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Why do we still need to celebrate Black History Month?

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At the start of Black History Month (BHM), my ambivalence about commemorating this event surfaces.

This celebration began life in 1915 by notable African American historian Carter G Woodson and a prominent minister Jesse E Moorland. Together, they founded the Association for the Study of Negro Life and History (ASNLH), an organization dedicated to researching and promoting achievements by Black Americans and other peoples of African descent.

In 1926 the group sponsored ‘Negro History Week’ and although black history events were celebrated by a number of mayors as a municipal event, it wasn’t until 1976 when President Gerald Ford officially recognized Black History Month – calling upon the public to “seize the opportunity to honour the too-often neglected accomplishments of Black Americans in every area of endeavour throughout our history.” The British version was first observed in October 1987, and has continued to follow the October dates since.

Below, the Rt Revd Jane Steen, Bishop of Lynn, and I have looked at three questions I have posed about Black History Month and the significance of black history to us.


Why do we still celebrate Black History Month?

Bishop Jane: “For me, there are two main reasons. One is that we have some amazing black people in our history, and it is incredibly important that we don’t think that having black or mixed-race people in the UK is a recent phenomenon. I’m thinking of people like James Townsend, Olaudah Equinano and Mary Seacole, to name but three well-known ones. The other is that I think UKME people feel invisible and undervalued in British society now and I really need to think we need to dispel that and remind everyone who lives in our country of our varied cultural histories.”

The Revd Karlene: “My ambivalence for Black History Month stems from the fact that a) once again peoples of African descent are being separated off – put into a different camp to everyone else, b) the emphasis on BHM suggests that the history of black people and white Europeans occurred independently of each other and c) I am reminded of the all-encompassing history I was taught in Jamaica about the part played by peoples of African heritage, the Amer-Indians, the English, Irish, Scots, Portuguese, Spanish, Chinese, East Indians, Syrians, Lebanese etc.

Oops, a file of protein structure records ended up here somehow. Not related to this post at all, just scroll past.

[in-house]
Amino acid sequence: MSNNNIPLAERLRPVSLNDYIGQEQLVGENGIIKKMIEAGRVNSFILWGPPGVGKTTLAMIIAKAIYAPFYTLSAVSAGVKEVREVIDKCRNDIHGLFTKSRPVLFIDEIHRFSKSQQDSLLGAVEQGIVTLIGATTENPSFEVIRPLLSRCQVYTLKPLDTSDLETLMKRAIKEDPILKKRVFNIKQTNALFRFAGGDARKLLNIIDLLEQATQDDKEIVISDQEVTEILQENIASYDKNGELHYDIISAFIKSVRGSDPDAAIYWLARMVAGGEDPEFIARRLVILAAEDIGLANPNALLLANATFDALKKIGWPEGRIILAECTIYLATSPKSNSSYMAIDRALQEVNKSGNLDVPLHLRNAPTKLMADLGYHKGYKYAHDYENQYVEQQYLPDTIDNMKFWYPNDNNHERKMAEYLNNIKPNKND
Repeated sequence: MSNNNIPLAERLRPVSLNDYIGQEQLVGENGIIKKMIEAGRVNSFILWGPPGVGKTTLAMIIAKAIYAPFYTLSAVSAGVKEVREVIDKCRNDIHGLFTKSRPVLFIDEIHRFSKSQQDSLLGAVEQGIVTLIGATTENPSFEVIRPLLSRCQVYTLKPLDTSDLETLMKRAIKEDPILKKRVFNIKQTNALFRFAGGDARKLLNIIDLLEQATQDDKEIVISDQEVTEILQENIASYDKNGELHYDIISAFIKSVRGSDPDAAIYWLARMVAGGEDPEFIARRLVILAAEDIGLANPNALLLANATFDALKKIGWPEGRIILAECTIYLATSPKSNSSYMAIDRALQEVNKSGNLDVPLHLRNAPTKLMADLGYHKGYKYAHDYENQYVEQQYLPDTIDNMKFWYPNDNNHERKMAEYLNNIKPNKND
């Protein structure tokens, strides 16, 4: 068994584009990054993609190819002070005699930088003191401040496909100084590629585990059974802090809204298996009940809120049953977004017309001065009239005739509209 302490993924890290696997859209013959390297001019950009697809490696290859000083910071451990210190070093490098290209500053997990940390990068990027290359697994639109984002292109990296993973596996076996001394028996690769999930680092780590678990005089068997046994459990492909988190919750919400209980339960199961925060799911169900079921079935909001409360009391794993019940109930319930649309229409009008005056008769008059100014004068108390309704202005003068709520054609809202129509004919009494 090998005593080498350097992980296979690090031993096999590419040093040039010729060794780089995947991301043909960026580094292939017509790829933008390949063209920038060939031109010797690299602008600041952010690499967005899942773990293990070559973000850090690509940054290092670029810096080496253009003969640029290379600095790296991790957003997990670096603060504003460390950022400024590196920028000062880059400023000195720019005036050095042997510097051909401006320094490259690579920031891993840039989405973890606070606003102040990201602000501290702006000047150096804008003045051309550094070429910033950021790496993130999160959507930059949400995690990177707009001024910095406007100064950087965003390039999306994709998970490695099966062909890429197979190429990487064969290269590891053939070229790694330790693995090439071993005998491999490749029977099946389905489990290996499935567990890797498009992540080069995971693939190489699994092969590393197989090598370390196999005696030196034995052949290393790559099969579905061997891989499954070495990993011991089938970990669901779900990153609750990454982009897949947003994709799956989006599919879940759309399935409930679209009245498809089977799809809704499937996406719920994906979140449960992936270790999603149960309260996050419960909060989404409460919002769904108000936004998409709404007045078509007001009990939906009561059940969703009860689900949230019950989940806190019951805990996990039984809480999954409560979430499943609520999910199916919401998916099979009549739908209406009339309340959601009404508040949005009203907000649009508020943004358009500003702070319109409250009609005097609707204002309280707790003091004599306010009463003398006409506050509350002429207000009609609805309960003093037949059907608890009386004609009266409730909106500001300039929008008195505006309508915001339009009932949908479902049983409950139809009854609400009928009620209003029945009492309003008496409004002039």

“The fact that in Britain and other Western nations, there is still a need to acknowledge, highlight and promote the contribution of black peoples to world history, other than that of subservient victims or totally absent or non-contributory, points to the fact that schools, colleges, and university curricula still have a way to go. In the meantime, we await accurate, balanced and inclusive historical accounts which neither place one group on a pedestal, or completely overlook others.”


Name an event from black history, recent or past, which has had an impact on you?

Bishop Jane: “Oh, well, that would have to be the superb black women ordained in the Church of England: Rose Hudson-Wilkin, Rosemarie Mallett and more recently Margaret Sentamu are obvious examples.”

The Revd Karlene: “The event, or to be more accurate events, which have had the most impact on me have been the Civil Rights movements in the US and the anti-apartheid movement in South Africa. It reinforced to me that no matter what, justice is always a cause worth fighting for, and that there will always be individuals who will be prepared to not just fight, but to give their lives if required. I learnt early on that the history of black people was not just one of being oppressed and dominated.”


Which black historical figure has most inspired you?

Bishop Jane: “Three bishops but I wouldn’t want to choose! I’ve always thought of St Augustine of Hippo as black and African, and his writings and theology have been hugely influential. Then on and off throughout my own life and ministry, Bishop Wilfred Wood. And from a distance, but nevertheless important, the last Archbishop of York. I’ve been very lucky to know them.”

The Revd Karlene: “So many but I always go back to the Abolitionist and Women’s Rights Activist Sojourner Truth.

“Born into slavery as Isabella Baumfree, Sojourner became one of the most powerful advocates for human rights in the nineteenth century. Her early childhood was spent on an estate owned by a Dutch American slaver. She experienced the miseries of being sold and was cruelly beaten and mistreated. Around 1815 she fell in love with a fellow slave named Robert, but they were forced apart and Isabella was instead forced to marry a slave named Thomas, with whom she had five children. After her master failed to honour his promise to free her, Isabella ran away. Soon after, she experienced a religious conversion and became an itinerant preacher, changing her name to Sojourner Truth. During this period, she became involved in the growing antislavery movement, and later the woman’s rights movement as well. At the 1851 Women’s Rights Convention held in Ohio, Sojourner Truth delivered what is now recognized as one of the most famous abolitionist and women’s rights speeches in American history, “Ain’t I a Woman?”

“That man over there says that women need to be helped into carriages, and lifted over ditches, and to have the best place everywhere. Nobody ever helps me into carriages, or over mud-puddles, or gives me any best place! And ain’t I a woman? Look at me! Look at my arm! I have ploughed and planted, and gathered into barns, and no man could head me! And ain’t I a woman? I could work as much and eat as much as a man – when I could get it – and bear the lash as well! And ain’t I a woman? I have borne thirteen children, and seen most all sold off to slavery, and when I cried out with my mother’s grief, none but Jesus heard me! And ain’t I a woman?”